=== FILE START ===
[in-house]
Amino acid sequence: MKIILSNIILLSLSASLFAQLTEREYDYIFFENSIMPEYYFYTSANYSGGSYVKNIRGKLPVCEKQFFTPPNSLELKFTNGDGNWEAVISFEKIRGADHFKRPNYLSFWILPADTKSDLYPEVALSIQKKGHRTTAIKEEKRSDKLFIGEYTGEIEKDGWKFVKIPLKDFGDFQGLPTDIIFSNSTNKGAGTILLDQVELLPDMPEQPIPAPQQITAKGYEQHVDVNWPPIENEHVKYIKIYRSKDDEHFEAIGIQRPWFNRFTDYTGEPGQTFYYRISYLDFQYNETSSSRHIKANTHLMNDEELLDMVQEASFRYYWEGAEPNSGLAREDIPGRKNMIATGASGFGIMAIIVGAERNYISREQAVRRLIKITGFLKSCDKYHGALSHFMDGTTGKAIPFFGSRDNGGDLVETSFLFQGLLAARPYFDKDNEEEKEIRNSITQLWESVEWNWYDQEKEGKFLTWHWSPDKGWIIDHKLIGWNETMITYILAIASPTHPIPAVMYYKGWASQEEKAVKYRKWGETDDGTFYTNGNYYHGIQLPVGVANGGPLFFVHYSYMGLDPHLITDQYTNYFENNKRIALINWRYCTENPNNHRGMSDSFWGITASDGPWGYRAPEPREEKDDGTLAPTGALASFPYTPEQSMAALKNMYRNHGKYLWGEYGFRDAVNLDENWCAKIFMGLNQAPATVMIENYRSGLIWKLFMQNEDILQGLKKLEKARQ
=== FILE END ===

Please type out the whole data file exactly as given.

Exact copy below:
[in-house]
Amino acid sequence: MKIILSNIILLSLSASLFAQLTEREYDYIFFENSIMPEYYFYTSANYSGGSYVKNIRGKLPVCEKQFFTPPNSLELKFTNGDGNWEAVISFEKIRGADHFKRPNYLSFWILPADTKSDLYPEVALSIQKKGHRTTAIKEEKRSDKLFIGEYTGEIEKDGWKFVKIPLKDFGDFQGLPTDIIFSNSTNKGAGTILLDQVELLPDMPEQPIPAPQQITAKGYEQHVDVNWPPIENEHVKYIKIYRSKDDEHFEAIGIQRPWFNRFTDYTGEPGQTFYYRISYLDFQYNETSSSRHIKANTHLMNDEELLDMVQEASFRYYWEGAEPNSGLAREDIPGRKNMIATGASGFGIMAIIVGAERNYISREQAVRRLIKITGFLKSCDKYHGALSHFMDGTTGKAIPFFGSRDNGGDLVETSFLFQGLLAARPYFDKDNEEEKEIRNSITQLWESVEWNWYDQEKEGKFLTWHWSPDKGWIIDHKLIGWNETMITYILAIASPTHPIPAVMYYKGWASQEEKAVKYRKWGETDDGTFYTNGNYYHGIQLPVGVANGGPLFFVHYSYMGLDPHLITDQYTNYFENNKRIALINWRYCTENPNNHRGMSDSFWGITASDGPWGYRAPEPREEKDDGTLAPTGALASFPYTPEQSMAALKNMYRNHGKYLWGEYGFRDAVNLDENWCAKIFMGLNQAPATVMIENYRSGLIWKLFMQNEDILQGLKKLEKARQ